International Politics
  1. From the Diasporisation to the Transnationalisation of Exile Politics – The Case of Sri Lanka, 1983-2016
International Politics

From the Diasporisation to the Transnationalisation of Exile Politics – The Case of Sri Lanka, 1983-2016

Dr McDowell's Centre for Research and Evidence on Security Threats (CREST) funded research project focuses on the role and significance of politics among diaspora Tamils, specifically the side-lining of pro-LTTE organisations in the post-2009 period, the fracturing of international separatist networks, and the rise of moderate politics.

The research analyses and draw out the wider significance of the post-2009 transnationalisation of Sri Lankan Tamil Eelamist politics and what this process reveals about the battle between ‘hard-liners’ (those who continued to support the LTTE’s aims and methods towards achieving a separate Tamil state in Sri Lanka) and the ‘moderates’ (largely maintaining support for separatism while rejecting the LTTE’s methods and increasingly focused on the issue of accountability for violations of international human rights law).

The focus on the development of post-conflict diaspora politics towards transnationalism enables the research to reconsider the 1983-2009 period of civil war to better understand what was happening in diaspora politics during the years of LTTE domination. This will include a detailed understanding of its political tactics, fundraising, propaganda, mobilisation, the role of leaders and the influence of national diaspora populations on political orientation and organisation. Through reviews of existing literature, interviews with Tamil politicians, diaspora organisations and government agencies in the UK, Germany and Canada, the research addresses the significance of the organisational divisions that emerged in the immediate post-conflict period and important social changes within diaspora communities that helped to reshape politics.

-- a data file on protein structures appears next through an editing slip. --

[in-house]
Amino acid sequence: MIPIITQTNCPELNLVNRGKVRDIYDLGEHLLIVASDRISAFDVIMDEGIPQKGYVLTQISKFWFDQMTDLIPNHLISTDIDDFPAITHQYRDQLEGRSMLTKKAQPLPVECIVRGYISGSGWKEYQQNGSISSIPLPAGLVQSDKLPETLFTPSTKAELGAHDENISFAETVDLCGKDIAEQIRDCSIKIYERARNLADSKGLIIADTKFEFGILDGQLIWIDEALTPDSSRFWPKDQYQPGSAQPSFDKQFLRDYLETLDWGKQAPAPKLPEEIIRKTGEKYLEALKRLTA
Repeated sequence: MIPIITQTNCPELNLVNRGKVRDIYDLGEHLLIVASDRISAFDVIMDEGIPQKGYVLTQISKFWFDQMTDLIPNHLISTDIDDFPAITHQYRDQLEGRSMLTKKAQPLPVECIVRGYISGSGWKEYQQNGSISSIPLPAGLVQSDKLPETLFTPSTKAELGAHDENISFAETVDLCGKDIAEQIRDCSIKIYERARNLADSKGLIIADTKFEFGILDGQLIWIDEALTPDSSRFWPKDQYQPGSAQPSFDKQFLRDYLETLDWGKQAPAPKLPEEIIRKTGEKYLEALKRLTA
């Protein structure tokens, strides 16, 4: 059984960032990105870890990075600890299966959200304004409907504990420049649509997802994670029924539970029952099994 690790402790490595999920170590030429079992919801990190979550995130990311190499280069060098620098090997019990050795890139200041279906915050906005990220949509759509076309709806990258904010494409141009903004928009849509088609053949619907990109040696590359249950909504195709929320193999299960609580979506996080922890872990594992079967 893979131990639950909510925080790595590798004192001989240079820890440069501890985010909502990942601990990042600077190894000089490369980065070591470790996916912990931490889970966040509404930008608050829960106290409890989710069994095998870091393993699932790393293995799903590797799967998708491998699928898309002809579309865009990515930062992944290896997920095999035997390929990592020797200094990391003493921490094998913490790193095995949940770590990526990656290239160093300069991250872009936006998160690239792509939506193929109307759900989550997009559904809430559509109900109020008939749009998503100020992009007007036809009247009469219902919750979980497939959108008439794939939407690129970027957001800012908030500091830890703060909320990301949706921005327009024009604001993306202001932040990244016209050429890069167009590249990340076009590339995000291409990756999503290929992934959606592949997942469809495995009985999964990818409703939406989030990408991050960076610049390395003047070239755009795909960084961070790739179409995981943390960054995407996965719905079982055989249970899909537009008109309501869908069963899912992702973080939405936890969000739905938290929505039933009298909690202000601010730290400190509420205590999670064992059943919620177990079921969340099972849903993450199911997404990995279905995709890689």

While focusing on the case of Sri Lanka, the project has wider implications to the transnationalisation of conflict-related diaspora politics, particularly in conflicts with large refugee and asylum cross-border flows.

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